Perseverence pays off big for Troxel at Bristol Dragway
Melanie Troxel was feeling a little left out because Danica Patrick and Ashley Force stole the spotlight. Not any longer. Troxel joined an elite group herself with her historic pass at Bristol Dragway, writes Bill Stephens.
Updated: May 19, 2008, 4:57 PM ETBy Bill Stephens | Special to ESPN.com
It was a month ago, almost to the day, that the motorsports world was rallying around Danica Patrick in the wake of her first career IRL victory in Motegi, Japan. A week later, it was Ashley Force energizing the women's movement in major league racing with her breakthrough Funny Car win in Atlanta. And while all the hysteria was reverberating through the racing and mainstream media, Melanie Troxel was feeling a little left out.Not anymore.Troxel's stubborn heroics and unbending determination all paid off in Bristol, Tenn., on Sunday after she outdrove the competition, outlasted the persistent rain and outmaneuvered her season-long slump to make an historic contribution of her own to the NHRA archives. While Ashley Force will get due credit for becoming the NHRA's first female Funny Car winner, Troxel will forever be remembered as the first of her gender to win national events in both Top Fuel and Funny Car.Prior to Sunday's final-round victory over rookie Mike Neff, Troxel had failed to rack up a single round win in seven races and had agonized through four DNQs. Even her path to that long-awaited F/C event title provided several unsettling speed bumps, especially during her first-round encounter with defending POWERade champion Tony Pedregon. Intermittent rain showers gave NHRA officials fits throughout the day, and when Troxel and Pedregon were rolling to the starting line, things became unusually herky-jerky."It was crazy out there," Troxel said after she and Pedregon twice did burnouts only to be shut off by rain. "I think I was in the car five times and did three burnouts. I'd never seen anything like that happen before."Her semifinal matchup was another nerve-wracking experience as she faced her only female adversary in the category, Ashley Force. With the Bristol Dragway crowd all on its feet, Troxel got past Force for her third round win of '08 and the right to face Neff in the Thunder Valley Nationals final.And even that concluding chapter of the event -- delayed by rain until after 10 p.m. -- was anything but a textbook drag race. Neff's team had some difficulty securing the body of his Old Spice Mustang prior to staging the car. There was a last-second flurry of activity in Neff's lane as Troxel maintained her concentration as she moved to the starting line.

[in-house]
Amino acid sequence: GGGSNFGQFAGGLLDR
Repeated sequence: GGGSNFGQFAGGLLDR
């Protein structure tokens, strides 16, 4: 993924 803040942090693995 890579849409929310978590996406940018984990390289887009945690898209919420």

"You just try to keep your cool when he was having problems," she said. "The only thing that crossed my mind at the time was that I don't want to win this way. I didn't want them to shut him off. I was glad we were both able to get up there and run."When both cars finally staged and got the green, Neff 's Mustang suffered an engine explosion at around 400 feet as Melanie deftly pedaled her ProCare RX Dodge down her lane, keeping it under power to a 5.066-second, 310.27 mph victory. Her team owner, Mike Ashley, was ecstatic to see his driver win the event, make history and put the disappointments of the previous seven races behind her. "Melanie never doubted herself even when the team was fighting against all of those problems we were having," said Ashley. "That's what makes her such a great driver and why we believe this isn't the last time we'll be celebrating a win this year."Troxel now joins a rather elite group of NHRA racers who have won national events in both Top Fuel and Funny Car, all of whom are men. The list includes Kenny Bernstein, Don "The Snake" Prudhomme, Frank Hawley, Mike Dunn -- and Melanie's husband, Tommy Johnson Jr.But for Troxel, the real magic is to be found in finally feeling there is a brighter outlook for her team in 2008."Nobody likes to lose," she said. "The real excitement for me is the feeling I get when I come to the starting line and know I can beat whoever is in the other lane. When you bring any doubts up there, it's like you almost expect to lose and that's what usually happens."Winning gives you confidence, and now we have a lot more than we did." Bill Stephens covers the NHRA for ESPN.com.